Banks Are In The Bush League

Who’s got a higher confidence rating, banks or George Bush?

The good news for banks is that the answer is banks. The bad news for banks is that it’s close.

According to the November Rasmussen poll, 35% of the people polled at least somewhat approve of the way the President has handled his job. That’s actually up 2 points from the October survey.

On the other hand, a new study released by market researcher Morpace found that just 38% of consumers are very confident in the banking industry. And that’s down six percentage points from the firm’s September survey

Given the events that unfolded in the past two months, that’s hardly a surprising finding. But what is noteworthy, though, is the decline in consumers’ confidence with their personal banks. According to the article in Marketing Daily:

“Banks have been rolling out messages of reassurance to current and potential customer alike. According to Morpace’s VP of Customer Loyalty Tom Hartley, ‘What the banks [have been] doing is communicating with customer more, through email, ads and other sources, doesn’t seem to be working in restoring their confidence.”

My take: I agree with Tom 100%.

Plenty of smaller institutions — community banks and credit unions in particular — have seen a nice influx of deposits over the past eight or ten weeks. Why? Because of their “safe and sound” messages? No. Because consumers are spreading out their deposits across institutions.

And quite frankly, I don’t think anyone believes any financial institution that touts how secure it is. Not when the CEO of one acquired firm goes on TV talking up his bank’s “bright future.” Or when another bank runs full page ads in major newspapers telling us how safe it is, only for us to find out more recently that is, well, not so financially secure.

So what should banks do?

1) Ignore the industry surveys. The economy is in the tanks, and FIs seem to be failing left and right. Of course the confidence rating of the industry as a whole is going to fall. Big deal. Your bank’s score is what matters — not the industry’s.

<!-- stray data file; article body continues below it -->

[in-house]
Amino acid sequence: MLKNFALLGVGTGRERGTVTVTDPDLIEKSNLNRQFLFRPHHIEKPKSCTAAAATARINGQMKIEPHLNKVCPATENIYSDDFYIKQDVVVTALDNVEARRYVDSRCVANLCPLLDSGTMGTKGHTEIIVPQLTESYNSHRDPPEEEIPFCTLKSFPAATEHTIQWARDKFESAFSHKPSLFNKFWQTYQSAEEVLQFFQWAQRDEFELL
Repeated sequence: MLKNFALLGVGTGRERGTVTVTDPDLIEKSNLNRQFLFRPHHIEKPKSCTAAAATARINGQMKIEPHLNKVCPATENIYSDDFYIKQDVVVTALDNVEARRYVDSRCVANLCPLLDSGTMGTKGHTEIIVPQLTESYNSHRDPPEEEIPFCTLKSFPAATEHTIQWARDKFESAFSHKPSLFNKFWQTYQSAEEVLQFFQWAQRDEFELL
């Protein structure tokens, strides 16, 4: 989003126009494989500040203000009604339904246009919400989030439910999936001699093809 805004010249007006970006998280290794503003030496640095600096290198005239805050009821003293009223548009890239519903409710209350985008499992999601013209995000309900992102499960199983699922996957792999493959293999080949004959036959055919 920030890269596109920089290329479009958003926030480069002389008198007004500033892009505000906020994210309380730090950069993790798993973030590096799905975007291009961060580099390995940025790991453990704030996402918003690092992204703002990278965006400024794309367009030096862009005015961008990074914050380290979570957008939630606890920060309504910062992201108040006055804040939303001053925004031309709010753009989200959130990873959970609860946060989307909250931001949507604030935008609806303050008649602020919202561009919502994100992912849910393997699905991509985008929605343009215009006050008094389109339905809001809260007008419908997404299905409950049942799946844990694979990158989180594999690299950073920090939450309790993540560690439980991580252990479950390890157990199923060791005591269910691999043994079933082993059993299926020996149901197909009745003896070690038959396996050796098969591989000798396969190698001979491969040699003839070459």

2) Stop trying to advertise your way to a higher confidence rating. Banks will build back their confidence ratings as new and existing customers experience a higher level of service. You cannot advertise your way to greatness.

3) Develop (or re-develop) an onboarding program. As new customers come on board, the key to their long term retention will be made or broken in the next 6 to 12 months. It’s critical for banks to recognize the types of relationships these new customers want to have with them. Are they simply spreading their funds across banks for security or are they abandoning old banks and looking for a new primary bank to have a relationship with? Quit wasting money on newspaper and TV ads, and put it into some marketing analytics efforts to figure out how to grow the relationship with the influx of customers who are coming in the door (thanks to no effort on your part).

4) Stay away from TARP money. (Are you listening credit unions?) I don’t know how, and I don’t know when, but at some point taking TARP money is going to create PR problems for the institutions that took those funds. 

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3 thoughts on “Banks Are In The Bush League

  1. Ron,

    as usual great commentary. As to your point number 3, I could not agree with you more. It seems that is all I do all day and all night.

    @dmgerbino

  2. On 4, I think you are right. For example, there has already been some bad press on Iberiabank taking TARP money even though by all accounts their balance sheet is solid.

    They want to use the money to buy banks in distress. Is that was TARP was designed to do?

  3. Hi Ron,

    I enjoy reading your take on these issues. Regarding the notion that consumers are hedging their bets by spreading out their deposits, I believe that is a big part of the story behind the run-offs from larger banks to community-based FIs.

    However, in speaking to new customers from some of these smaller institutions, I have found that there is a strong secondary reason behind the move, and that is intimacy and familiarity. When you go to smaller towns, and consolidation has caused only one or two banks to have any real roots in the community, those financial institutions find themselves in a very interesting position.

    The challenge for these smaller, community banks is to find ways to reinforce their strengths to their new customers in that 6- to 12-month time frame you mentioned.

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